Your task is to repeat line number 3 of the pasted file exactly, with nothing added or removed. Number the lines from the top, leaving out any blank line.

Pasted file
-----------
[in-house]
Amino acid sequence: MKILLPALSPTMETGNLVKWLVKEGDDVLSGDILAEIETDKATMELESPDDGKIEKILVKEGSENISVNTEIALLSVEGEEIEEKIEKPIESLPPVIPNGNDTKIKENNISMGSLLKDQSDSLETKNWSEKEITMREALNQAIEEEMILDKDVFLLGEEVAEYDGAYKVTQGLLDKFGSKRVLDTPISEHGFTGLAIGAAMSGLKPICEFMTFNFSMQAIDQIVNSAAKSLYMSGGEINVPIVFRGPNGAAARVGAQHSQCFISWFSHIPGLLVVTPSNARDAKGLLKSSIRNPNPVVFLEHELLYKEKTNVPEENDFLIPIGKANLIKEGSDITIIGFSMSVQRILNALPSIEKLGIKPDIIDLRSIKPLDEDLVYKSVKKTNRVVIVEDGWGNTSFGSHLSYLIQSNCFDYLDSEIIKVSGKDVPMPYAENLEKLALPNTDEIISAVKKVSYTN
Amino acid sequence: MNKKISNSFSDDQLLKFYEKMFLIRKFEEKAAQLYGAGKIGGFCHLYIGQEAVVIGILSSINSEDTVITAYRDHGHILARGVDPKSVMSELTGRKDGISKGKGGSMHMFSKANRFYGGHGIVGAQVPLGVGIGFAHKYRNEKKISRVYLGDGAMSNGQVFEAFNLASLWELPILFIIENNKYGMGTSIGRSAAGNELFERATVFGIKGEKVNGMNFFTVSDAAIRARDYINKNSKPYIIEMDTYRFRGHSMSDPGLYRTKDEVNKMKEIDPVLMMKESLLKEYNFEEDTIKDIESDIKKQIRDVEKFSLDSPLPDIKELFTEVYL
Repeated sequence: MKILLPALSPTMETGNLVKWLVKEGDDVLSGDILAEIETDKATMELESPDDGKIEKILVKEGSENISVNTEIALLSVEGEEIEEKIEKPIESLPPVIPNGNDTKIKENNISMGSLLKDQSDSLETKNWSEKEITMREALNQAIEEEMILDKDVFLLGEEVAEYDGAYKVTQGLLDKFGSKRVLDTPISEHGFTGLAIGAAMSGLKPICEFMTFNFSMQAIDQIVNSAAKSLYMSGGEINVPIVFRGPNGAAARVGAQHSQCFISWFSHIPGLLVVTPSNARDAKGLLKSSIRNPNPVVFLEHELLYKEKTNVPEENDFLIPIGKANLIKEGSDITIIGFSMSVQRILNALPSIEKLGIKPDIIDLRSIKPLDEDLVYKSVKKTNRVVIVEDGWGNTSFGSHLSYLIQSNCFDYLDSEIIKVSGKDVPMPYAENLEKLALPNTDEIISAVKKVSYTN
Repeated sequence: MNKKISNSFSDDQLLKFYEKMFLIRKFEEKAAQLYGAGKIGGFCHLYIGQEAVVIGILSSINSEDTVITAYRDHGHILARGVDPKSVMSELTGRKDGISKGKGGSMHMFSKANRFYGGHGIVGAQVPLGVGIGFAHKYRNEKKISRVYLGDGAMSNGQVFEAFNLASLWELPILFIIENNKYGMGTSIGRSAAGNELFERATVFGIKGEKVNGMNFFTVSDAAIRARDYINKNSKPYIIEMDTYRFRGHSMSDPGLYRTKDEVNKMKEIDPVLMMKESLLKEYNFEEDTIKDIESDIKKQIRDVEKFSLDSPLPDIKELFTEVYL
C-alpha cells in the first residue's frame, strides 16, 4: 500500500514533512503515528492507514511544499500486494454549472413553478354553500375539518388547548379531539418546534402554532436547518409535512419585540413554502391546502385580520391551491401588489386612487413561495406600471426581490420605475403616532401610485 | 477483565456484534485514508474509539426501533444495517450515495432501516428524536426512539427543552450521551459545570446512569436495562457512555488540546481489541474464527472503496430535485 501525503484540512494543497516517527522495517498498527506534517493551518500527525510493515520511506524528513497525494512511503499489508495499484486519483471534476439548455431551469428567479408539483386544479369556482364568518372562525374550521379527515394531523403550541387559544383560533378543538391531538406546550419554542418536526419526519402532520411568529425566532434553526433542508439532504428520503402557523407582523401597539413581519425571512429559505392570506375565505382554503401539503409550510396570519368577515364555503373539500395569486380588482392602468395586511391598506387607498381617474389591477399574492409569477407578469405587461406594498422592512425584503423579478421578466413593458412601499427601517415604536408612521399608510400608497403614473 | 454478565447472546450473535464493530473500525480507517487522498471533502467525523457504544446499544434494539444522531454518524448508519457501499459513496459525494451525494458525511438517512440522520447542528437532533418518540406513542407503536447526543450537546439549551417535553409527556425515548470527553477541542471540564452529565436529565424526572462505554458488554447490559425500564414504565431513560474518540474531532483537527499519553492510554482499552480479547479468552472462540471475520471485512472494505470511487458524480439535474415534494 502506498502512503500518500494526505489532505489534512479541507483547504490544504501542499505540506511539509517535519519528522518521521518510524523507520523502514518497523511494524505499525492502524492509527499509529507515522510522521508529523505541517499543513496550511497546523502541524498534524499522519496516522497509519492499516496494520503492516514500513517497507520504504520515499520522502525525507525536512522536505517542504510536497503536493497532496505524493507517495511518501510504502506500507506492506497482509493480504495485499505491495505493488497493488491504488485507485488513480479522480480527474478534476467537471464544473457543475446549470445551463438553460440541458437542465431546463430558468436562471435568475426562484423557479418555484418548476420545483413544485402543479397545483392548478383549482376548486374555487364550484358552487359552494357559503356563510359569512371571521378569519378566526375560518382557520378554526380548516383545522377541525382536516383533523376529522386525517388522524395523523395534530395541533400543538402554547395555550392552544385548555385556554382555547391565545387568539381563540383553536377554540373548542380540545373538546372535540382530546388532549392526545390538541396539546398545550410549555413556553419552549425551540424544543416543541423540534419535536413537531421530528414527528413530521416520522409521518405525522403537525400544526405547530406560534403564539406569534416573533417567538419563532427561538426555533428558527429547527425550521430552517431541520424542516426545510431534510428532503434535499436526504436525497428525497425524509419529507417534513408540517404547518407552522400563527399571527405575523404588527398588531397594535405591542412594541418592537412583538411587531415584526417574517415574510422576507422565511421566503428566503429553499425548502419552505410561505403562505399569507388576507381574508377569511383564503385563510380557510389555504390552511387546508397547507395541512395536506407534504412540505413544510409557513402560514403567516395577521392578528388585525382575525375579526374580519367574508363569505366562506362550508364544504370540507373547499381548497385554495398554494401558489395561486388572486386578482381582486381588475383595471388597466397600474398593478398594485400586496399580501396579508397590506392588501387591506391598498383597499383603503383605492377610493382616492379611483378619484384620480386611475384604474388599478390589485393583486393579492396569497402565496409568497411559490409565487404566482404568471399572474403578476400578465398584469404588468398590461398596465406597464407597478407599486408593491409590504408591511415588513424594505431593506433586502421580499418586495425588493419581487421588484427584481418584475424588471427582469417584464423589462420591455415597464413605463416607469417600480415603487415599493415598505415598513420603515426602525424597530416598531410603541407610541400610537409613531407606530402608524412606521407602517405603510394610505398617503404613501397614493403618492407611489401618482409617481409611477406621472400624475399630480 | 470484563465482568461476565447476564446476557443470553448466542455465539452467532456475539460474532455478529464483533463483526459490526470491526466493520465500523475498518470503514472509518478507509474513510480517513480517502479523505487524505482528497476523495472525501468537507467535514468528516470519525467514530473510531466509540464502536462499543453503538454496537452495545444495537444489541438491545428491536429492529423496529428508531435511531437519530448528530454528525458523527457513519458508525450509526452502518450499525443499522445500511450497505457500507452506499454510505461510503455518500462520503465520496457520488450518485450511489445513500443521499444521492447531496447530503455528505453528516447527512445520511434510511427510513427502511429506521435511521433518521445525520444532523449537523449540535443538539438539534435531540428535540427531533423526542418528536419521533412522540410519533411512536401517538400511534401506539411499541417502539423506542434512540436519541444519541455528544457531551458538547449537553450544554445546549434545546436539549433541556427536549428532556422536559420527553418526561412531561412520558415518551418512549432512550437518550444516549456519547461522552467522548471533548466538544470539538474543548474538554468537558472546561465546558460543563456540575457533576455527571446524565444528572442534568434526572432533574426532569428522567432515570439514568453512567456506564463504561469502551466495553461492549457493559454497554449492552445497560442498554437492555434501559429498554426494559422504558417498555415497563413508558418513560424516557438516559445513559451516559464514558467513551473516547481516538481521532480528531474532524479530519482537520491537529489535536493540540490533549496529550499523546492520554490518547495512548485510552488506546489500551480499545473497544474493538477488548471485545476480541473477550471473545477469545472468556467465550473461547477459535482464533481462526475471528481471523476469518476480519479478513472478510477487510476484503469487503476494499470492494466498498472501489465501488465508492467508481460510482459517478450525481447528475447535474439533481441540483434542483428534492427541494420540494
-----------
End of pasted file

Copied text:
Amino acid sequence: MNKKISNSFSDDQLLKFYEKMFLIRKFEEKAAQLYGAGKIGGFCHLYIGQEAVVIGILSSINSEDTVITAYRDHGHILARGVDPKSVMSELTGRKDGISKGKGGSMHMFSKANRFYGGHGIVGAQVPLGVGIGFAHKYRNEKKISRVYLGDGAMSNGQVFEAFNLASLWELPILFIIENNKYGMGTSIGRSAAGNELFERATVFGIKGEKVNGMNFFTVSDAAIRARDYINKNSKPYIIEMDTYRFRGHSMSDPGLYRTKDEVNKMKEIDPVLMMKESLLKEYNFEEDTIKDIESDIKKQIRDVEKFSLDSPLPDIKELFTEVYL